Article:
Now, what is missing from this pilot is the feel-good, hopeful songs – things like “Rainbow Connection” and “Somebody’s Getting Married” – as well as the zany vaudevillian stuff. If that was your primary draw for the Muppets, I’m sorry about that. Let’s not pretend, though, that these Muppets aren’t the Muppets we’ve always known and loved. They’re just doing a slightly different act.
So, I’ve been thinking a lot lately about positive role models for girls. I can say with a fair degree of accuracy that this has come about thanks to my daughter, Madelyn, who is just about two years old now and completely awesome. This is a toddler who, from a shelf of at least forty movies or so, selected Back to the Future, insisted we watch it, and loves it – nuff said.
She also likes a wide variety of princess-y movies, Muppet-based properties, and Disney animated films, which we tend to watch slightly more often than I’d like. My wife and I try to shake it up by hiding certain over-watched films on the shelf and removing others as ‘suggestions’ to see if they’ll pass the Madelyn Watchability Test. This is how I came about watching Labyrinth two or three times over the past week. The good news is she likes it and the even better news is that it is an excellent film for a young girl to watch, and that I don’t mind her watching it from now until whenever. Indeed, I sincerely hope she still likes it by the time she’s in her preteen years, because I think it will be important for her.
Let’s face it: most female characters in fairy-tale stories are disappointing at best and downright offensive at worst. Even
the ones that seem positive really aren’t when subjected to mild amounts of critical scrutiny. Belle from Beauty and the Beast, for instance, might seem like a spunky, independent woman who lusts for adventure, but then consider this: she settles down with the first rich man she meets who (1) treats her like crap for the first few days she knows him, (2) holds both her and her father hostage, and (3) doesn’t offer her anything more exciting than a domestic life in a big castle as opposed to a small provincial house. If I were Belle’s father, I’d be pissed at my daughter’s poor judgement.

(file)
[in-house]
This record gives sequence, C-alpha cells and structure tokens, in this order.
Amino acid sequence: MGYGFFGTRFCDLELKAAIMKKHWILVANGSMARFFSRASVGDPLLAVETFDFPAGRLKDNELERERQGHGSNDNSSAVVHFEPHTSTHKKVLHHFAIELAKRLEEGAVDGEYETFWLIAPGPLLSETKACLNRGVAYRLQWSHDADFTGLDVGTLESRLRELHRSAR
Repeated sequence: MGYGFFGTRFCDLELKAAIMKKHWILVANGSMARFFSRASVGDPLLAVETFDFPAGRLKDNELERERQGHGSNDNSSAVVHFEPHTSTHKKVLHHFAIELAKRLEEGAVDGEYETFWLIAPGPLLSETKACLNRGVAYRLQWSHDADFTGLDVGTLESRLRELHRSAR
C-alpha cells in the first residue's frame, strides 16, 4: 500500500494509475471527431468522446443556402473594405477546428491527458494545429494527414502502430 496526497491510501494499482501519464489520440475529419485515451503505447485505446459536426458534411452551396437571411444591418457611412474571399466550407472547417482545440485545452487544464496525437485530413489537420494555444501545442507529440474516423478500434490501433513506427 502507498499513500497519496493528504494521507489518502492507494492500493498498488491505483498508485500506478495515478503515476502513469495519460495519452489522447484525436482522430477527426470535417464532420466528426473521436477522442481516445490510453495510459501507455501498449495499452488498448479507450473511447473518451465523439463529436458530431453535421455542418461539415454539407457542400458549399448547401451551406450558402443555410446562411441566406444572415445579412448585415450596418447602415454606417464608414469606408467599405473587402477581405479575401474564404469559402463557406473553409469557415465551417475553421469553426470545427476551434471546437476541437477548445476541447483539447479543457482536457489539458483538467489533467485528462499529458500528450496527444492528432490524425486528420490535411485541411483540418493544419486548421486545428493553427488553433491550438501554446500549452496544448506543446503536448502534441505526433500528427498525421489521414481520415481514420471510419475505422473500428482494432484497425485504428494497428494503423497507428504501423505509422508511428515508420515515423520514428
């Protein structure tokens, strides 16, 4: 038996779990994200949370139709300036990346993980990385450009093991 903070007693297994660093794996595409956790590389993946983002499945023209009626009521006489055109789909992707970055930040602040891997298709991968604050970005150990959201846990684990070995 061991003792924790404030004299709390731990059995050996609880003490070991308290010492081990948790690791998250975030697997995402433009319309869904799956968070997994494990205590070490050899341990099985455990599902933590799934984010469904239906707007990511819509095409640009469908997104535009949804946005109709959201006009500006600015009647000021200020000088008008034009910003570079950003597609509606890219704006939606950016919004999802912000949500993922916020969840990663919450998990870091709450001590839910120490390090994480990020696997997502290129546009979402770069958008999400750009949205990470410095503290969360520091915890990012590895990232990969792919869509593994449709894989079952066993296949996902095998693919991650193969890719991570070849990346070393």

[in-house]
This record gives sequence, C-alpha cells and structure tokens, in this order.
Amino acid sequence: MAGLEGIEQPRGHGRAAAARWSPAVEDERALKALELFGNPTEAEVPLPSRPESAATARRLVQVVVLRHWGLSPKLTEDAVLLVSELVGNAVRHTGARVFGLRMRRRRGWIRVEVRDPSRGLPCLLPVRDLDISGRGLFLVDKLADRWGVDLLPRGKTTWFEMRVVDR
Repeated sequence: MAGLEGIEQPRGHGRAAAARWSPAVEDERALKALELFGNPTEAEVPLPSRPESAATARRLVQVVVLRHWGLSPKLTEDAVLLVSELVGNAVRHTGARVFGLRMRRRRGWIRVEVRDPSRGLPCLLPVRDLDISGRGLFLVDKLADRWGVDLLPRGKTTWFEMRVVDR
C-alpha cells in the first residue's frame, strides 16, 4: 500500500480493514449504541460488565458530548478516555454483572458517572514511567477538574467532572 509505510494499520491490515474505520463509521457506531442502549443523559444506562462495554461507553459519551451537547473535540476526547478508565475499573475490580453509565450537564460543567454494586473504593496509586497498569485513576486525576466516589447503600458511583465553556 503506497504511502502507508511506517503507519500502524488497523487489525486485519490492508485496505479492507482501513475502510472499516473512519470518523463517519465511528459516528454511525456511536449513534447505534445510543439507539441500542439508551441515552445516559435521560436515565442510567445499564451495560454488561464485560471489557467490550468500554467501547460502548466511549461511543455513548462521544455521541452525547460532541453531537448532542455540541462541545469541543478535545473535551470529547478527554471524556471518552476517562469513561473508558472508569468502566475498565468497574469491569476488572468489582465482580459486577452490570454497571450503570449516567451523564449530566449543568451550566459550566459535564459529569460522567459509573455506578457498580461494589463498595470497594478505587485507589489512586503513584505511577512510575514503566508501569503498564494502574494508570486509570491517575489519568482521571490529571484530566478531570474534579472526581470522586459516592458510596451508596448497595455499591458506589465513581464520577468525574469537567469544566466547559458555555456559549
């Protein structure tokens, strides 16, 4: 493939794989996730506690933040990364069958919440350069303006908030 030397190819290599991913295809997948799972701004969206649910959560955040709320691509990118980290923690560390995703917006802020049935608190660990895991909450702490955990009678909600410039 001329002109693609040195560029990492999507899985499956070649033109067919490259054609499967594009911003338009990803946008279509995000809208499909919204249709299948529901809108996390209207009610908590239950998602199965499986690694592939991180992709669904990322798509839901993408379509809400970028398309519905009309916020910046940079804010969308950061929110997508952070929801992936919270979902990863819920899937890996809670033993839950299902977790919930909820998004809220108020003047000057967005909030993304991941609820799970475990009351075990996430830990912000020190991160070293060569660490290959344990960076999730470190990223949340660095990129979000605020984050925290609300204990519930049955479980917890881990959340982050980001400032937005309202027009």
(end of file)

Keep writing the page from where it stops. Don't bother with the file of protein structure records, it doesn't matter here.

Belle, of course, is nothing compared with this generation’s worst offender for weak female masquerading as strong:
Twilight’s Bella Swan. Here’s a girl that falls for a guy who essentially stalks her, who orders her around, who is obviously bad for him (she is his food, for crying out loud!), and yet she marries him (while ridiculously young) and the stated and understood condition of that marriage is that she is no longer a member of the human race. Jesus H Christ! Were I Bella’s dad, I’d have a stake through that fucker’s heart before he knew what was happening. I’d even do it if it meant she’d never speak to me – better that than watch her become a monster for some moody asshole.
Now, getting back to Labyrinth. I realize that, as a 30-something year old man, my ethos for discussing what is good/not good for girls is somewhat weak, but I do have a pair of eyes, fairly sound judgement, and am no slouch at reading between the lines, and I think that the character of Sarah in Labyrinth is the polar opposite of what characters like Bella Swan represent. On a metaphorical level, Labyrinth is a basic coming-of-age story as a young teenage girl is forced to learn responsibility and selflessness to save her baby brother from the Goblin King (played by a simply spectacular David Bowie). There is more to this coming-of-age story, however, than simply Sarah learning how to think of others before herself. There’s a lot more, in fact – so much so that I would argue that this isn’t the point of the film at all.